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The then prime minister was facing huge pressure from the public and his own political party over his knowledge of partying during lockdowns within No 10. The UK’s most senior civil servant, Simon Case, stepped down from his role investigating lockdown-breaking parties inside Downing Street after claims emerged he had hosted an event himself over the same period. The police investigation was launched on 25 January 2022 and ultimately led to Johnson being fined for breaching restrictions.

Operation Save Big Dog, so called because Johnson referred to himself as Big Dog and his principal private secretary, civil servant Martin Reynolds, as a “loyal labrador”, reportedly involved plans to fire high-profile figures within No 10 that could be blamed for Johnson’s political difficulties.

The operation and allegations that pressure was being put on staff to delete evidence of lockdown-busting parties were first reported in January 2022.

Sources claim that they were told to “clean up” their phones of photos and messages related to partying which flew in the face of the lockdown restrictions Britain’s political leaders had imposed on the rest of the country.

It was later confirmed that Johnson had knowledge of several events and he was issued with a fixed-penalty notice. Sources, who spoke on the condition of anonymity given the sensitive nature of the claims, said Lewis made some of those requests to clean up phones personally.

The allegations by the sources suggest that Lewis’s advice contradicted an email sent in December 2021 that instructed staff not to destroy any materials that could be pertinent to any potential future investigation. It is unclear if Lewis himself saw the emailed instruction.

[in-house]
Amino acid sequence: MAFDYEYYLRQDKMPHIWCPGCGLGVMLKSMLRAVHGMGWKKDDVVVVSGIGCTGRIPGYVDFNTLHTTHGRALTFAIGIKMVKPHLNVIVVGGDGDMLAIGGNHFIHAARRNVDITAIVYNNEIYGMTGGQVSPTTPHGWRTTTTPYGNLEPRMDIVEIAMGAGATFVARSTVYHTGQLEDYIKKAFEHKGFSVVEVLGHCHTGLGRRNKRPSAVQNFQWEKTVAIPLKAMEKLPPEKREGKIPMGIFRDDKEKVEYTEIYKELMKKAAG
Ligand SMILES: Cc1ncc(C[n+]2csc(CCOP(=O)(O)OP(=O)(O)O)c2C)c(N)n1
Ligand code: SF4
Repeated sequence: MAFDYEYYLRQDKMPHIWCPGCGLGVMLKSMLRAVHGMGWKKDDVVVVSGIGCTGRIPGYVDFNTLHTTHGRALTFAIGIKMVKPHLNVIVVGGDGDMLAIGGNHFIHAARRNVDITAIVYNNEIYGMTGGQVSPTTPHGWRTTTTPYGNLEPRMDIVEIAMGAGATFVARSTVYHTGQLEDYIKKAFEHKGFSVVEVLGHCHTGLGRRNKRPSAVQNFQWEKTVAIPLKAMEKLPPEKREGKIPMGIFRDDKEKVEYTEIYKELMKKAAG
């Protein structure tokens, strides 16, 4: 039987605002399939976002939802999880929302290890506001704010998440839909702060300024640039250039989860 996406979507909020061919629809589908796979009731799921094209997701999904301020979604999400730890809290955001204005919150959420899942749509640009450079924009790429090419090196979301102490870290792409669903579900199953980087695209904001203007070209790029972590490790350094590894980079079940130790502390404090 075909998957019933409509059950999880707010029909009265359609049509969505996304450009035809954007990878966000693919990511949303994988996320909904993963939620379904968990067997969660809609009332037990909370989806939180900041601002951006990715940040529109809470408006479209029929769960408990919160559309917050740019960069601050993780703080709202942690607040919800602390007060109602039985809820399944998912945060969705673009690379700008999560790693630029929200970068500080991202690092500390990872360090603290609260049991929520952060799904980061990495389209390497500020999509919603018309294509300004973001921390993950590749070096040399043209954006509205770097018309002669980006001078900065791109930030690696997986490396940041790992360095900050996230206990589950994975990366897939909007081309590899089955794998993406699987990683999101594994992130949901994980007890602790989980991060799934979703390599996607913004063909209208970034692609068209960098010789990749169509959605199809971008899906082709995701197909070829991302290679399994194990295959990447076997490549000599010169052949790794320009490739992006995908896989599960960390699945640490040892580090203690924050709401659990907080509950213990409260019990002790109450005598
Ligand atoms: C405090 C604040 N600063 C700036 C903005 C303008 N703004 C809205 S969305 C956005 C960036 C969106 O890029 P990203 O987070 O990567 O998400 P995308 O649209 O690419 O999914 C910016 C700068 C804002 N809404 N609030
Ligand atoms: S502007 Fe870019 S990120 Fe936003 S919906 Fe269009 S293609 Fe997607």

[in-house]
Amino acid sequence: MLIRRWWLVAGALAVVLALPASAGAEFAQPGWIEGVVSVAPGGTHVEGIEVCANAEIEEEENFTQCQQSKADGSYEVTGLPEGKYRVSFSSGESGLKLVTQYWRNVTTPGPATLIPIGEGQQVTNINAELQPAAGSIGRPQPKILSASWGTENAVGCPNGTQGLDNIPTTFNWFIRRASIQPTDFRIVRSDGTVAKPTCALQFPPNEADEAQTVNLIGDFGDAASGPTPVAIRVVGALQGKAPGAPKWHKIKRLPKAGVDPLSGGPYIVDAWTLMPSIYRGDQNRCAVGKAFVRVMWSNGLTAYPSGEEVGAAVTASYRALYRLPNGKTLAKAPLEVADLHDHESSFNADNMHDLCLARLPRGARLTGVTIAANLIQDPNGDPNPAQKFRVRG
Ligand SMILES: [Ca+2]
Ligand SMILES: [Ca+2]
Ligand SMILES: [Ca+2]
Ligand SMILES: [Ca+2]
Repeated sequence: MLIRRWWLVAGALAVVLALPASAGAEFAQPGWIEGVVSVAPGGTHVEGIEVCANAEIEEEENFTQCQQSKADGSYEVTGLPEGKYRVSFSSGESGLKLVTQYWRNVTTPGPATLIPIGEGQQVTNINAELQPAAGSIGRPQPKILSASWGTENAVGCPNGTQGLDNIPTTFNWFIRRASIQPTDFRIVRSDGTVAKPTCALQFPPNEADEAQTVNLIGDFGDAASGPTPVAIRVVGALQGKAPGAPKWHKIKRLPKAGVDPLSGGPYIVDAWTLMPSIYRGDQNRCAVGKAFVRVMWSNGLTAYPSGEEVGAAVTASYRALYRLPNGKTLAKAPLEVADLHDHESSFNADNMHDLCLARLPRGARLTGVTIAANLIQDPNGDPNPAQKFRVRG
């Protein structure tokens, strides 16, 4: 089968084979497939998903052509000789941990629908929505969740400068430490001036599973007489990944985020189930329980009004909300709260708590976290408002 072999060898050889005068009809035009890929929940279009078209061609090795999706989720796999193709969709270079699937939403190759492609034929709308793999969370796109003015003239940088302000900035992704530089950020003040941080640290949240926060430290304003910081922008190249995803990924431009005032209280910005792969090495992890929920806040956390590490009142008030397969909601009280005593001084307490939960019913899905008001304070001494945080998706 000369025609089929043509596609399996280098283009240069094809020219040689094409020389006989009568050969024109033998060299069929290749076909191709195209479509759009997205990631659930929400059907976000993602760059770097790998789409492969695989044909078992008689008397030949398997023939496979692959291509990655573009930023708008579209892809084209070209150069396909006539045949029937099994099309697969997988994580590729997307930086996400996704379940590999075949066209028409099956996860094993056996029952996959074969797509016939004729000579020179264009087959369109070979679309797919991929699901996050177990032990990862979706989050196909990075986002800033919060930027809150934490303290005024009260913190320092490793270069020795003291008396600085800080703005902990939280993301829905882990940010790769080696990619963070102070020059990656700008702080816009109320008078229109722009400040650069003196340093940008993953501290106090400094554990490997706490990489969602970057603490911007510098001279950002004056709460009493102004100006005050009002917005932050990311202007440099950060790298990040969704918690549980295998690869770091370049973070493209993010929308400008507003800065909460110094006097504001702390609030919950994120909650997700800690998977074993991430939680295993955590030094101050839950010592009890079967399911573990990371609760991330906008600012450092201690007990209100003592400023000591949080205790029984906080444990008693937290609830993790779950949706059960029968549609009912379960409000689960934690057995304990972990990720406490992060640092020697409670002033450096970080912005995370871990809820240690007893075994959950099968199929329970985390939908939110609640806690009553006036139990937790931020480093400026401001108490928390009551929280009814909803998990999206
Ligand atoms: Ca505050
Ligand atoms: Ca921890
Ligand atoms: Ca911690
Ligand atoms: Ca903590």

The disappearance of WhatsApp messages from inside No 10 was separately raised in an unrelated episode.

A Covid inquiry in Britain in December 2023 heard from Penny Mourdant, who served as Johnson’s paymaster general during the pandemic, that a series of WhatsApp messages with Johnson had mysteriously disappeared from her phone. She told the inquiry she noticed messages were missing in May 2021 and that she had tried to repeatedly raise the issue with No 10. Johnson himself gave evidence that about 5,000 WhatsApp messages from his old phone, covering the period from January to June 2020, had been impossible to retrieve. He told the inquiry he had not removed any WhatsApp messages from his phone.

Lewis has separately faced accusations in court proceedings in Britain that he helped lead a cover-up of criminal activity by his former employer, News Corp, in which millions of potentially damaging emails were deleted that could have exposed more details about the use of hacking by the now defunct News of the World tabloid and the Sun, another News Corp publication.

News UK, the British subsidiary of News Corp, has said in response to reports on hacking claims that it has been “paying financial damages to those with proper claims” and that it has made “commercial sense” to agree a settlement in some cases. It has also said the Sun does not accept liability or make any admissions in the disputed claims still going through the civil courts.

Lewis has previously denied the allegations and is not a party to the proceedings. British prosecutors decided in December 2015 not to file criminal charges against Rupert Murdoch’s News UK, saying at the time that there was no evidence that email deletion was undertaken to pervert the course of justice.

Lewis reportedly sought to put pressure on Sally Buzbee, the outgoing executive editor at the Washington Post, over the paper’s coverage of the cover-up allegations, according to reports in the New York Times and NPR. A spokesperson said in a statement: “William did not pressure Ms Buzbee from publishing any stories during her tenure at the Post, including the stories she brought up to him. To suggest otherwise is completely false.”